It's Cancer, Not a Moral Crucible
"You're so brave," people would say. "You're a real hero."
I used to get that a lot after my hair fell out. The effects of chemotherapy made me look like some plucky child protagonist in a movie of the week. Volunteering to have cancer to spare someone else the pain of it would have been heroic. But I was no volunteer.
"I'm not brave," I would say, "I'm just unlucky."
This made people uncomfortable. But I would rather do that than accept unearned praise or, worse, listen to comments that, to me, dishonor those who have died of cancer.
During the 10 years I've been a cancer survivor, my marriage has grown stronger, my bouncing baby has blossomed into a gorgeous virtuoso of sarcasm, and my career has taken flight. I am grateful for this life every day.
It's tough being a cancer patient. Surgery, chemotherapy, radiation and the prospect of painful, premature death are quite enough for one person to shoulder. The additional burden of sainthood is simply too much.
When strangers would observe bald little me doing something normal -- grocery shopping, for example -- they would beam like proud parents. "You are so brave!" they would exclaim.
Of course, grocery shopping is a necessary act, even for people with cancer, and not terribly dangerous. But my admirers persisted, as though I were suddenly extraordinary. "I could never be as brave as you!"
That oft-repeated line is telling. After all, if cancer is a disease for extraordinary people, the average Joe or Jane doesn't have to worry. Even in the psyches of the healthy, fear of cancer is enormous. Consciously or not, making cancer patients the saintly "other" helps make that fear manageable.
When I battled breast cancer, I was frequently told that God would not take a person as good and loving as I. It might be a nice thing to believe: I was a churchgoer. I'd worked in a soup kitchen, collected for Toys for Tots. I was not Mother Teresa, but then virtue doesn't make one immortal; Mother Teresa died, just like everyone else.
When I expressed skepticism that my character could supercharge my immune system, I was often treated to impromptu sermons about keeping a positive attitude. Consider the logic: When you have the flu, people say, "I'm sorry. Hope you feel better." When you have cancer, people expect you to maintain a positive outlook and remember that you'll come out on top. People I barely knew would quote lines such as Bernie Siegel's "There are no incurable diseases, only incurable people."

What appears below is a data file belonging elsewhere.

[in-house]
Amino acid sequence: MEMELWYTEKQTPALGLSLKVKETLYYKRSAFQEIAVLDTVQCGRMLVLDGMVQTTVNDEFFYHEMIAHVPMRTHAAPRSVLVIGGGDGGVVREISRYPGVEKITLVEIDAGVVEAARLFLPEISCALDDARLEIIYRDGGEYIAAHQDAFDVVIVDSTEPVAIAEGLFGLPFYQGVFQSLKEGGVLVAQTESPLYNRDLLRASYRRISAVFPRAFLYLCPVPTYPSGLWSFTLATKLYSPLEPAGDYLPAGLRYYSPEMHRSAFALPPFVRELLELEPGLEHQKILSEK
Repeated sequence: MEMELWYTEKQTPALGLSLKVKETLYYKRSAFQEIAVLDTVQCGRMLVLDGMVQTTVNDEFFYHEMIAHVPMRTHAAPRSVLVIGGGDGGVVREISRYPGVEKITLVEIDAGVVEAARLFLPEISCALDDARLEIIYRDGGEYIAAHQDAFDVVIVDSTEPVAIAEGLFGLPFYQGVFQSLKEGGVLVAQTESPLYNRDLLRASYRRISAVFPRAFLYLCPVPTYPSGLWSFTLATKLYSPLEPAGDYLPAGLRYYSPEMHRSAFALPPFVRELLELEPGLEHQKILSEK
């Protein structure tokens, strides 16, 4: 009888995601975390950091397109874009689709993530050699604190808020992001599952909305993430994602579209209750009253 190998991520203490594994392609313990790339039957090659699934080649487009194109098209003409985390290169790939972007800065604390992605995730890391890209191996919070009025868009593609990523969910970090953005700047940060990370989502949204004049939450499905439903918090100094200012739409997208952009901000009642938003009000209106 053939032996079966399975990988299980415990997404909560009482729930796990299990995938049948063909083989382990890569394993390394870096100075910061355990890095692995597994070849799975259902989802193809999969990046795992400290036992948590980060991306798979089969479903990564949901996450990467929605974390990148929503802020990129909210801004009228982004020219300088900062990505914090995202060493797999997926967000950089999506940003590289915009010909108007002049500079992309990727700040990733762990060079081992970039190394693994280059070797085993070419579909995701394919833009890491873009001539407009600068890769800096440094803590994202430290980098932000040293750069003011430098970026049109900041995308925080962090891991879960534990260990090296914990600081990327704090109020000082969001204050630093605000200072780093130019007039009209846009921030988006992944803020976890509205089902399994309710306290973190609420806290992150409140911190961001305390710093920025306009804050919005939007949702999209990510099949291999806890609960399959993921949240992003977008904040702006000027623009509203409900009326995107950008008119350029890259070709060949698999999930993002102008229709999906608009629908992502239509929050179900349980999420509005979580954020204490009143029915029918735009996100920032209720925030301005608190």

Ultimately, stressing the importance of positive thinking is a way of managing fear. It makes cancer controllable -- for the patients, yes, but especially for the healthy. But linking virtue, resilience and survival dishonors those who do not survive.
I remember watching a television segment on an athlete who'd had cancer. "Cancer really picked on the wrong person," one of those interviewed said in explaining the man's determination and ultimate recovery. So, are there right people for cancer to pick on?
I kept my sanity during treatment through the help of a support group. Half of these women have died. Those who did not make it had cancers with high mortality rates or cancers that were quite advanced when they were detected. The women were strong, smart and caring -- such terrific ladies that they almost made me believe the myth of cancer sainthood. But they also got parking tickets and forgot appointments, just like everybody else. They were human, and I loved them for it.
My friends were failed by their cells, not by their will. The horror of cancer is that it descends on irreplaceable mothers, brothers, children and friends. Some of them will die, no matter what we or they do. As we strive to honor those who had and those who are still fighting the disease, it's important to remember whom exactly our words are meant to comfort -- the people speaking, or the people in need of support.
Colleen Shaddox is a writer in Hamden, Conn.